The Making of a Photograph: “Blue Bear”

The Making of a Photograph:

This is the inaugural post of my new series, “The Making of a Photograph.”  With this series, I will explore the creative, logistical and technical aspect behind the capturing of a particular iconic photo of mine.  I frequently receive inquiries as to how a photo was made, and I often receive very favorable feedback when I share about the making of a photo on my Facebook page.  I give a nod to Ansel Adams and his book, “The Making of 40 Photographs.”

I will begin with one of my most iconic wildlife photos, “Blue Bear.”  I captured this image during my first visit to Katmai National Park & Preserve in southwest Alaska in 2004.  The location is Brooks Falls, a popular location for bear photography in the park.  The most common way to get to Brooks Falls is to fly into King Salmon, then catch the Brooks Aviation charter float plane out to Brooks Camp on the shores of Naknek Lake in Katmai.  A short geographical note: this use of the name “Brooks” is not to be confused with the Brooks Range, Alaska’s largest mountain range, which lies above the Arctic Circle.

Once in Brooks Camp, you can stay at the lodge or in the tent camping area down the shore away from the lodge.  My preference is always for the tent camping area, as it is far less expensive and provides many opportunities to view and photograph wildlife as you walk from the camp area to the different locations to photograph bears.  In order to provide safe bear viewing and photographing opportunities, the National Park Service has erected three viewing platforms that are secured behind locking gate systems to keep the bears out.  The first viewing platform is located at the mouth of the Brooks River at Naknek Lake, the second at a series of rapids on the Brooks River, and the third, and most popular, the viewing platform at Brooks Falls.  It was at this third platform that I captured “Bear Blues.”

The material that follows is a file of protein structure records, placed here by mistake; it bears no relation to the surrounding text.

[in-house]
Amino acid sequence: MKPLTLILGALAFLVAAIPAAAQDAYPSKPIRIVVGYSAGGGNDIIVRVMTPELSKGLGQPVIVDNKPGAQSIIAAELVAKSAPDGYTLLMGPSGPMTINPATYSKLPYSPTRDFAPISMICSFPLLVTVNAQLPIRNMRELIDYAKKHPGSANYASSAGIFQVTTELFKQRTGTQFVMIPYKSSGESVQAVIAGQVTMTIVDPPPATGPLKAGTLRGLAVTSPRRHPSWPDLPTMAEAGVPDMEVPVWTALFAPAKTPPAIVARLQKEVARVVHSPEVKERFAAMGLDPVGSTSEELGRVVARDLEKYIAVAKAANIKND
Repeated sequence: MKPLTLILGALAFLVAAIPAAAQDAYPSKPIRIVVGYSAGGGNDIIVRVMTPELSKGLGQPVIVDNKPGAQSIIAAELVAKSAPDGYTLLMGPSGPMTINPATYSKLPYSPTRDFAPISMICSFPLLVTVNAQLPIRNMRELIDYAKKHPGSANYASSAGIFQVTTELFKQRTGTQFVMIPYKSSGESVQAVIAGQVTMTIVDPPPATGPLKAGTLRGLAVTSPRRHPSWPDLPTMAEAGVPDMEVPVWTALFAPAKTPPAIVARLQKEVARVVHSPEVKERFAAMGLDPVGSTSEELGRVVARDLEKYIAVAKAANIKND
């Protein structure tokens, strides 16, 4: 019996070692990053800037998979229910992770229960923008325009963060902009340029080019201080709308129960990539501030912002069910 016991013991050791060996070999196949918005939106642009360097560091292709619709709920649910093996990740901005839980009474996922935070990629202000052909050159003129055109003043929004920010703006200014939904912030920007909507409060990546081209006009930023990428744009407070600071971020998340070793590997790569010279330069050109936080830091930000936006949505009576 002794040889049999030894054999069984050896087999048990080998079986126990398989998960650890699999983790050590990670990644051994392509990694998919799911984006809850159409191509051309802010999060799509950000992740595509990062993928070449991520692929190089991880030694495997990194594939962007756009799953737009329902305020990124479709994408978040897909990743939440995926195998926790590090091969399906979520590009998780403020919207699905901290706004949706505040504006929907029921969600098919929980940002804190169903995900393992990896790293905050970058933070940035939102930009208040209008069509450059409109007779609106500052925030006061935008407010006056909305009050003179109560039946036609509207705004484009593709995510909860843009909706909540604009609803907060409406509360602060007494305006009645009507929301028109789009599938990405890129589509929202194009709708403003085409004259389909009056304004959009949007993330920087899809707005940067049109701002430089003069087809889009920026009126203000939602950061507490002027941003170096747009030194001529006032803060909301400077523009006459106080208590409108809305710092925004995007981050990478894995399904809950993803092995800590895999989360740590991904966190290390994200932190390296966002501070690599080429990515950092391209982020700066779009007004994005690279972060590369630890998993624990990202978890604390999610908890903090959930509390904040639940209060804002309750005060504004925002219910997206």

There are a few technical things going on to make this photo happen.  The first is lighting.  I captured this photo in the early morning, which, in early July, means that the falls are in deep shadow.  Both sides of the river at this point are lined with the surrounding spruce forest, preventing the sun from actually striking the river until later in the morning.

The second technical aspect that is crucial to this photo is the fact that I was using film instead of digital.  I used Fuji Provia 100F film in my Nikon F100 camera to create this image.  Film is rated for the warmth of direct sunlight.  When film is used in the shade (without a warming filter), the tones of the image will be cooler.  Had I captured this on digital, I would have used the “Cloudy” white balance setting, which would have added a degree of warming to the image, likely damping down the cooler blue hues.  Thus, by using film, I was able to capture a color hue that adds to the seeming sense of “blues” in the bear’s expression … waiting, waiting, waiting for those salmon to come upstream so he can feed.

Because of the darker lighting conditions, and the fact that I was using film and could not increase my ISO to adapt to the dark conditions, I had to use a slower shutter speed.  Even at f/4.0, my shutter speed was still pretty slow, certainly slower than I wanted to use with a 500mm lens.  So, I used my 300mm lens, allowing me to show more of the water falls in the frame.

In the end, I came away with a moody image that has a sense of emotion, captured at an iconic location but not a typical image for that location.  The photograph is a wildlife portrait that still incorporates elements of the animal’s habitat, something I frequently prefer to do.  I strongly believe that in order to take good wildlife images, you need to understand the wildlife’s habitat.  Including that habitat in the photo helps to tell the story about the animal.

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